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Cameroonian Journalists Decry Violence as World Observes Press Freedom Day

FILE - A Cameroonian journalist holds a sign reading "No to the persecution of journalists" during a free speech rally in Yaounde, Cameroon, May 3, 2010.
FILE - A Cameroonian journalist holds a sign reading "No to the persecution of journalists" during a free speech rally in Yaounde, Cameroon, May 3, 2010.

Journalists in Cameroon are calling on the government to end threats against reporters, including illegal detentions, prison time, and killings. Journalists are holding conferences across the country to mark May 3 as World Press Freedom Day. They also are demanding justice for two colleagues killed this year and for at least five reporters currently imprisoned.

Cameroonian journalists say they are increasingly facing oppression, threats, attacks, illegal detentions and the killing of reporters. Journalists blame senior state officials for what they say are increasing media abuses and attempts to silence reporters.

Journalist Samson Ngangeh Websi is a member of the Cameroon Association of English-speaking Journalists, or CAMASEJ. He spoke in Yaounde during a series of conferences organized by CAMASEJ and the International Francophone Press Union, abbreviated as UPF in the French language.

Websi says Cameroonian laws are hostile to the media.

"A journalist can be charged for libel and defamation and sent to prison. Now we have the 2014 law on the fight against terrorism in Cameroon," said Websi. "Many provisions in that law are really scaring journalists, because according to that law, a journalist can be charged for supporting terrorism simply by publishing articles or being in possession of information, which is considered by the government as sensitive."

Conferences urging the government to protect reporters and revise hostile legislation took place in several towns across the country, officials said.

CAMSEJ says reporters Thomas Awah Junior, Tsi Conrad, Mancho Bibixy and Kingsley Njoka are being held at the Yaounde-Kondengui prison for threatening Cameroon's sovereignty. The reporters were accused of collaborating with western separatists, but they say they were simply doing their job as reporters.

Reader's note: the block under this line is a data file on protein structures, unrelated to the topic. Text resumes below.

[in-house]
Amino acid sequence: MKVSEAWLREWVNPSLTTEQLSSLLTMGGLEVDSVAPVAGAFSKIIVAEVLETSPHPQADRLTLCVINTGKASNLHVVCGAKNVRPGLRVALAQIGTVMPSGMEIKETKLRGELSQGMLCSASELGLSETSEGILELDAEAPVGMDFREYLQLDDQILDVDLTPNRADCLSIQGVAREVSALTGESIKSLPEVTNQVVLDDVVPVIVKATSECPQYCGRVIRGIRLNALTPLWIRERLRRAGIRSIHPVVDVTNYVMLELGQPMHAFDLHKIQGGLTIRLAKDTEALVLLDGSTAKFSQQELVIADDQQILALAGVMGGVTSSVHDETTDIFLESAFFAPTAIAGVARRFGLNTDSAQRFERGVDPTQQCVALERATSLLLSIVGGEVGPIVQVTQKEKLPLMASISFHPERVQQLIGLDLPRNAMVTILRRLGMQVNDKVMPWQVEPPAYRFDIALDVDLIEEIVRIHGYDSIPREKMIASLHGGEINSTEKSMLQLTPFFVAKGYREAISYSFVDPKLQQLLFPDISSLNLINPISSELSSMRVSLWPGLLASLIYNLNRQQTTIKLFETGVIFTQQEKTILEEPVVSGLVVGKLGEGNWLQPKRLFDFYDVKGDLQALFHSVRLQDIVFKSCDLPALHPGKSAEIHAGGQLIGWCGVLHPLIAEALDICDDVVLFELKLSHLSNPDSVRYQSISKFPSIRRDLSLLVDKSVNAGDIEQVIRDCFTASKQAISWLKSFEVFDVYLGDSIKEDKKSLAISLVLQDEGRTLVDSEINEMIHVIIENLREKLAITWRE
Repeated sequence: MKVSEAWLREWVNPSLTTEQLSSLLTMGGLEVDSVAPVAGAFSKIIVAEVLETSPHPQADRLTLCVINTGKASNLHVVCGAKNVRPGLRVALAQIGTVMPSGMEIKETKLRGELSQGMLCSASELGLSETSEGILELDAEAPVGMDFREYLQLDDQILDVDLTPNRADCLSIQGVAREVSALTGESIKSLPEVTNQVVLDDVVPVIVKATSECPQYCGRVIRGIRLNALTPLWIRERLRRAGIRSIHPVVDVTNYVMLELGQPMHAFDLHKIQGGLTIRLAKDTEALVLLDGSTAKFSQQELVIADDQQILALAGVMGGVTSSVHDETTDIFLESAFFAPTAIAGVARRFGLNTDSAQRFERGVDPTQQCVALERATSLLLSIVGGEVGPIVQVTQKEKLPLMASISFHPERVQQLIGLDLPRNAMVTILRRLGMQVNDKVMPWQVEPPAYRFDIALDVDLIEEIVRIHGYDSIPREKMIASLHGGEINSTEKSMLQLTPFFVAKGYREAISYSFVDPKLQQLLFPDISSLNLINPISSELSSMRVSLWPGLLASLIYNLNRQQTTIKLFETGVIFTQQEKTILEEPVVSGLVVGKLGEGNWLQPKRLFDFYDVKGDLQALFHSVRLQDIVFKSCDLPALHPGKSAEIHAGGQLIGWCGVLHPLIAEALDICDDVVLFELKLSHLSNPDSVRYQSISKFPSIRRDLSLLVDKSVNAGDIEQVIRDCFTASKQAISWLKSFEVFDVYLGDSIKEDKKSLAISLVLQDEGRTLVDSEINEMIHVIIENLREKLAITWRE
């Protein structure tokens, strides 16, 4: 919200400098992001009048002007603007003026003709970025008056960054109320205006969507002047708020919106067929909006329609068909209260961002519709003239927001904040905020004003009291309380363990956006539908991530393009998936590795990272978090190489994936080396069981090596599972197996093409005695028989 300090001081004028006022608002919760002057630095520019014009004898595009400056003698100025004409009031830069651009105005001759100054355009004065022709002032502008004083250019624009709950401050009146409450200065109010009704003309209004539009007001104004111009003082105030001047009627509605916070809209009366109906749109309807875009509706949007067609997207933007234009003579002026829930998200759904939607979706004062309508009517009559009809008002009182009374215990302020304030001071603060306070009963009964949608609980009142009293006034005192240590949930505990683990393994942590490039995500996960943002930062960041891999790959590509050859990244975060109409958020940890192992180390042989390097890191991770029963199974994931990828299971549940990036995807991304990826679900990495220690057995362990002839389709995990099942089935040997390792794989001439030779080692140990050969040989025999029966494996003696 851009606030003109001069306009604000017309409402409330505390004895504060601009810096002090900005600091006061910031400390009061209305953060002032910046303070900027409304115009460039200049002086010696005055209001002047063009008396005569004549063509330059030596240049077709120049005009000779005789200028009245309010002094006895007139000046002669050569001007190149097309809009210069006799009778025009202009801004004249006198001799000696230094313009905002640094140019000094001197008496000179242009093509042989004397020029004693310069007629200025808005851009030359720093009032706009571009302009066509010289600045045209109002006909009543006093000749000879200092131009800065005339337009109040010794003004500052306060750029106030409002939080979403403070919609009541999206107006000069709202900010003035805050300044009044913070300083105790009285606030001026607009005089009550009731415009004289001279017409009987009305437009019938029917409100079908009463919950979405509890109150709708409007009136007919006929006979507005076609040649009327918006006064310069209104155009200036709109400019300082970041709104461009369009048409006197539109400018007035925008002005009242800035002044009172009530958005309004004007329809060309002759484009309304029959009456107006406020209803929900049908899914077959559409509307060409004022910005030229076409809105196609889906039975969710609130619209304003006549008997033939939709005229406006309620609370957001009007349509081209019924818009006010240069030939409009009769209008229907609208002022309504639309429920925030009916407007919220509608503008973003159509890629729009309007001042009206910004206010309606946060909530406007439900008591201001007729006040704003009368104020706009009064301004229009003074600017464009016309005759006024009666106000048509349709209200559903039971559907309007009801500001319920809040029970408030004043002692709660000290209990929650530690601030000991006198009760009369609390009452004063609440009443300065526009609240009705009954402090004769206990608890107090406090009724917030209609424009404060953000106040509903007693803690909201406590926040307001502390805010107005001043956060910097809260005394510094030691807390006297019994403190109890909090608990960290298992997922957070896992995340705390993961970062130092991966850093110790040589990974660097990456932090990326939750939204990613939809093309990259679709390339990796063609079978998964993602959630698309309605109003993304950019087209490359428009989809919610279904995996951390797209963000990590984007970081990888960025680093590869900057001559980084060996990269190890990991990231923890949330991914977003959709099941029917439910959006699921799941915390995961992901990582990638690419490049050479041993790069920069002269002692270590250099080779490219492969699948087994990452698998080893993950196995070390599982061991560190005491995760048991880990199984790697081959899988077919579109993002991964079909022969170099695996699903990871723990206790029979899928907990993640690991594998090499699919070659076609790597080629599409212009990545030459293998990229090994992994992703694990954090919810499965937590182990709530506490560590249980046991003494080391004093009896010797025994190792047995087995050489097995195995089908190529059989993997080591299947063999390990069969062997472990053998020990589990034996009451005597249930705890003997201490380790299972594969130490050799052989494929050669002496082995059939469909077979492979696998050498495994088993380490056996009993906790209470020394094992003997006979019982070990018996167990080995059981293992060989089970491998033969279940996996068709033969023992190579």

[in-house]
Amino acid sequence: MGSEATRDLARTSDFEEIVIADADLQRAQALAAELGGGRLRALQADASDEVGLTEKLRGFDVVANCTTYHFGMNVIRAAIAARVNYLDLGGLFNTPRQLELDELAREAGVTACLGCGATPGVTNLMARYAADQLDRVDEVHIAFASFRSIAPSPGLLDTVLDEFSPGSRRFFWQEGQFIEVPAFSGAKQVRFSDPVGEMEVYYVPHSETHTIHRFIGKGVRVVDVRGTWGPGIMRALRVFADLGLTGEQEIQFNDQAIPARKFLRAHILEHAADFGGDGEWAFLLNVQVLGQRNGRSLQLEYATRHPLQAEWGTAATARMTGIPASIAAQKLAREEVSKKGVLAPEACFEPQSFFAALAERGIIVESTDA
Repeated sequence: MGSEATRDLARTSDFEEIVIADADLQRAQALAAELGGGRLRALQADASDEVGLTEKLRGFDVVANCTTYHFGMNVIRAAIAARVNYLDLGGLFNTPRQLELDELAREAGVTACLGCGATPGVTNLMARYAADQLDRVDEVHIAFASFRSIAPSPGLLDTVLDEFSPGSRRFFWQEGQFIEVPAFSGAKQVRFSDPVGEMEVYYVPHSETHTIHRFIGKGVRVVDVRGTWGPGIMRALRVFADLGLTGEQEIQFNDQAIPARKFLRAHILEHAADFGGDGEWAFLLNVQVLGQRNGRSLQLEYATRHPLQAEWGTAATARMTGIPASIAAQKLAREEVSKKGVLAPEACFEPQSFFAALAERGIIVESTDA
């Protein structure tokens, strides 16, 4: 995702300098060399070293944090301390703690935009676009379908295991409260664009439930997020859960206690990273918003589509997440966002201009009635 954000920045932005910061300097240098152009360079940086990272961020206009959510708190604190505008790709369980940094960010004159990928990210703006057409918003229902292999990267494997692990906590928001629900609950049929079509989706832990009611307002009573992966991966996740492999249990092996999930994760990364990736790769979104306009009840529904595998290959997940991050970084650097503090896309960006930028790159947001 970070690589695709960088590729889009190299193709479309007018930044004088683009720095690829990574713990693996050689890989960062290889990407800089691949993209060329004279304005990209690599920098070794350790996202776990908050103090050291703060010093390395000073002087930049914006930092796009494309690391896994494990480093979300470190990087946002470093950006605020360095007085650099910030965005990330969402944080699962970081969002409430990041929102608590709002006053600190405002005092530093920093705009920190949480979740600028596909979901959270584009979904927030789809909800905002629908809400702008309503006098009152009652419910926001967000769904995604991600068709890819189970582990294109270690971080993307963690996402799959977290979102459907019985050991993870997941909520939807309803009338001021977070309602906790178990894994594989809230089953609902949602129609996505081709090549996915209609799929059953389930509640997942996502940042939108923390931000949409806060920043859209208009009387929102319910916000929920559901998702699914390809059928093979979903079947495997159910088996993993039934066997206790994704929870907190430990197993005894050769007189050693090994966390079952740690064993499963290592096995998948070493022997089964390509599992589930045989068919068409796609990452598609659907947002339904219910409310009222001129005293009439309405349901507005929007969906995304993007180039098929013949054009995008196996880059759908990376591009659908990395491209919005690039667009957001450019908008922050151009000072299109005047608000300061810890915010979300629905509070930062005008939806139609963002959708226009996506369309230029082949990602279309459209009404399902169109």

Paul Chouta, a reporter critical of the government of Paul Biya, spent two years in prison from 2019 after he was abducted and tortured by unknown armed men in Yaounde.

Samuel Wazizi, who worked for Cillen Music Television, was arrested in 2019 for allegedly supporting anglophone separatists. He was not seen in public for more than a year. In 2020, the military declared that he died in government custody in August 2019.

In January, the mutilated body of Martinez Zogo, a popular radio personality, was found in Yaounde five days after he was abducted by unknown individuals.

Jean-Jacques Ola Bebe, another radio presenter, was found dead outside his home in the capital on February 2, allegedly gunned down by unknown assailants.

Both reporters on their radio programs said that many senior officials wanted to kill them, but they would continue digging deep into corruption involving government ministers.

Since then, journalists have been complaining of death threats and intimidation. Reporters say they want justice for all journalists that have been killed in Cameroon. The reporters say the government always claims to have opened investigations to punish killers and persecutors of journalists, yet findings are never made public.

Cameroon's communication minister, Rene Emmanuel Sadi, said on World Press Freedom Day the government will protect all journalists. He said reporters should avoid excesses and respect the nation’s laws.

Cameroonian journalists also accuse the state-funded National Communication Council, or NCC, of silencing reporters. Reporters say the NCC receives orders from senior officials, especially President Paul Biya, who appoints the council president.

The NCC has sanctioned more than 135 media organs and journalists for what it calls biased reporting over the past 10 years. Requests for the journalists and media organs to be punished are usually from senior officials, including ministers, lawmakers and others who say their rights are abused by reporters.

NCC president Joe Chebongkeng Kalabubse denies the organization is a government instrument used to crack down on the media.

"This institution [NCC] was created by a law, voted by the National Assembly [parliament] of the Republic of Cameroon, which means it is a decision of the people of Cameroon. When a complaint comes up, we listen to all the parties," said Kalabubse. "We have a judicial department who then prepares, either to incriminate or to vindicate, based on the rules that govern the profession and the council."

In its World 2023 Press Freedom index, Reporters Without Borders says Cameroon has one of Africa’s richest media landscapes but is one of the continent’s most dangerous countries for journalists, since they operate in a hostile and precarious environment.

Cameroon has more than 600 newspapers, about 200 radio stations and upwards of 60 TV networks, yet producing independent and critical reporting is still very challenging, according to RSF.